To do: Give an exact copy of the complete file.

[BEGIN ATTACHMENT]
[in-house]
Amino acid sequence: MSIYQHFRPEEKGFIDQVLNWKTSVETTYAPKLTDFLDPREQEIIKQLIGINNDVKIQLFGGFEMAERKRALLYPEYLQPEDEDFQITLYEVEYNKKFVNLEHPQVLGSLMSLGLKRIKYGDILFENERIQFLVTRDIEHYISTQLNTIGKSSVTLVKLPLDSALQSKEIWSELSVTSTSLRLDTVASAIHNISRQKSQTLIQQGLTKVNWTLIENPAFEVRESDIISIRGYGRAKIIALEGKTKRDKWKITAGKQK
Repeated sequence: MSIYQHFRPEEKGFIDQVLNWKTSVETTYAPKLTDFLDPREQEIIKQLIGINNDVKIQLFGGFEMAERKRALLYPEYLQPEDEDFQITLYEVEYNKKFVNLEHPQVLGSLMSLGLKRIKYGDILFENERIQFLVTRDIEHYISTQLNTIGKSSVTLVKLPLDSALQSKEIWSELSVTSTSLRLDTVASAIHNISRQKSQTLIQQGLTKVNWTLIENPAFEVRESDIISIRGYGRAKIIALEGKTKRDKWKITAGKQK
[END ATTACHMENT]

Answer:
[in-house]
Amino acid sequence: MSIYQHFRPEEKGFIDQVLNWKTSVETTYAPKLTDFLDPREQEIIKQLIGINNDVKIQLFGGFEMAERKRALLYPEYLQPEDEDFQITLYEVEYNKKFVNLEHPQVLGSLMSLGLKRIKYGDILFENERIQFLVTRDIEHYISTQLNTIGKSSVTLVKLPLDSALQSKEIWSELSVTSTSLRLDTVASAIHNISRQKSQTLIQQGLTKVNWTLIENPAFEVRESDIISIRGYGRAKIIALEGKTKRDKWKITAGKQK
Repeated sequence: MSIYQHFRPEEKGFIDQVLNWKTSVETTYAPKLTDFLDPREQEIIKQLIGINNDVKIQLFGGFEMAERKRALLYPEYLQPEDEDFQITLYEVEYNKKFVNLEHPQVLGSLMSLGLKRIKYGDILFENERIQFLVTRDIEHYISTQLNTIGKSSVTLVKLPLDSALQSKEIWSELSVTSTSLRLDTVASAIHNISRQKSQTLIQQGLTKVNWTLIENPAFEVRESDIISIRGYGRAKIIALEGKTKRDKWKITAGKQK